A few weeks after 9/11, I hung an American flag in the upstairs bedroom window of our home. It stayed there for almost 16 months, fading in the sunlight that faces Dover Street.
It hadn’t been my idea to hang it. My brother-in-law came to visit my husband and me and he was appalled to see that no one on our street displayed the flag. Apparently, everyone in his San Diego neighborhood was flying the Red, White and Blue. I had never known him to be the least bit patriotic but he had covered the rear window of his truck with a plastic United States flag. He suggested we do something similar.
I said “okay.” I’m not a person of strong opinions and it has taken me years of self-analysis to come to the (now obvious) conclusion that I am a people-pleaser, bordering on obsessiveness. I didn’t buy a truck to please my brother-in-law, but I did run out and purchase a small cloth flag, perfect for our upstairs window.
Then came the winds of war. “Get Out of Iraq” signs cropped up in nearby neighborhoods, though very few hung in mine. In January of this year, friends flew in from Wisconsin to participate in the San Francisco peace march. I joined them and walked with the crowds. My friends were exhilarated. I was less pleased. I felt like I was in an anti-war version of the Bay to Breakers. While my friends stayed for the Civic Center speeches I hopped on BART and hurried home. I had my pajamas on by 6 p.m. Anti-war activities can be exhausting.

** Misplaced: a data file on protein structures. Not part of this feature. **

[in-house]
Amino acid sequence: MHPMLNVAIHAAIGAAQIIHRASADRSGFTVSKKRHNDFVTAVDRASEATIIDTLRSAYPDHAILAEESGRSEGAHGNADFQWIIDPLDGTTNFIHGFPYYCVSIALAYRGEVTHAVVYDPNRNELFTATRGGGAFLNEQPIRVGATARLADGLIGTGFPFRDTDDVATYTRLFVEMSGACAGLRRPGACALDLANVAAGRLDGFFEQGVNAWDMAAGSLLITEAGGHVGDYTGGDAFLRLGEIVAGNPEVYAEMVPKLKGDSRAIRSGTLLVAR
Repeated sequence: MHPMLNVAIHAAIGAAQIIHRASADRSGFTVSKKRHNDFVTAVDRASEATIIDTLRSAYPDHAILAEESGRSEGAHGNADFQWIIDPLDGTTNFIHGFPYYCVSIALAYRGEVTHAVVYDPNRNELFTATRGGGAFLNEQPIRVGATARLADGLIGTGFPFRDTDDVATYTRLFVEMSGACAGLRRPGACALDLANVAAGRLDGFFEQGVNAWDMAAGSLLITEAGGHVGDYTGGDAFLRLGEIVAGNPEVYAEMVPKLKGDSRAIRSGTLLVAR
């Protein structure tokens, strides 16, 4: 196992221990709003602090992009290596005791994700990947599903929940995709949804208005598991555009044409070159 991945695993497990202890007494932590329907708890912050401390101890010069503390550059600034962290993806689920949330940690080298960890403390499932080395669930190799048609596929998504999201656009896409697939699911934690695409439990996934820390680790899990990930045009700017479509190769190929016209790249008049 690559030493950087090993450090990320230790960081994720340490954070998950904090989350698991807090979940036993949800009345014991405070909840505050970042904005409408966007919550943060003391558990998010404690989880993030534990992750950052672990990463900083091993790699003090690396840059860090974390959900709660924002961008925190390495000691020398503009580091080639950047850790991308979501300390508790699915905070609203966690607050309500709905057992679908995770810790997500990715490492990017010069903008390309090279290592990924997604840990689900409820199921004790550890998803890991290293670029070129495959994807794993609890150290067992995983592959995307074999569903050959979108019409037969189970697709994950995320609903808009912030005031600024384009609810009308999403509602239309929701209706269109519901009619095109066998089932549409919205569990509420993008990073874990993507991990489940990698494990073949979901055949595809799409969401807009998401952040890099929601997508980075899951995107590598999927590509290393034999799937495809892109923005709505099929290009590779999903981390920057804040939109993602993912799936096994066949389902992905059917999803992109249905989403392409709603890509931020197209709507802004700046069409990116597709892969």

Before my guests returned to Madison, they were adamant that I take down the American flag in my window and replace it with a “Stop the War Now” poster. I complied. It seemed the right thing to do.
But then, last week, I finally did what really needed to be done. I threw out last year’s pumpkins. They’d been sitting on either side of my front door since mid-October and they’d grown dimpled and soft. They were rotten throughout and I had a difficult time carrying them to the compost box. I had thought that someone would steal them from my front porch and smash them in the street. But the kids in my neighborhood are either not that bad, or on to bigger, badder or better things.
It felt good to toss the slimy pumpkins into the black plastic compost box that I’d gotten from the county. It was a cause I could really get behind.
Independence Day is now just a few months away and I have some decisions to make. I can take the anti-war poster down or leave it up. I can buy another American flag or two and hang them in my windows or stick them in the garden. I can tie yellow ribbons around my spindly front yard trees, put up a banner that says “Bring Our Troops Home” or I can do nothing.
I’m giving this a lot of thought and none of the above appears to be the best course of action for me. I’m contemplating another plan, and although it’s not original, it fits with my point of view. Every day, while I walk my dog, I’ll pick up the trash that clutters the sidewalks and clogs the street gutters. It’s not an activity that is going to stop a war or bring our boys back to United States soil, but it will help the neighborhood, and that’s a cause I can support. And come October I’ll buy two firm plump pumpkins to grace each side of my front door. By then I hope the war in Iraq will actually be over, our troops will be home, Dover Street will be a little bit cleaner, and the candles in my pumpkins will stand not just for peace, but for welcome, too.
Susan Parker lives in Oakland near the Berkeley border. She is the author of the book “Tumbling After,” a memoir published last year by Crown Publishing.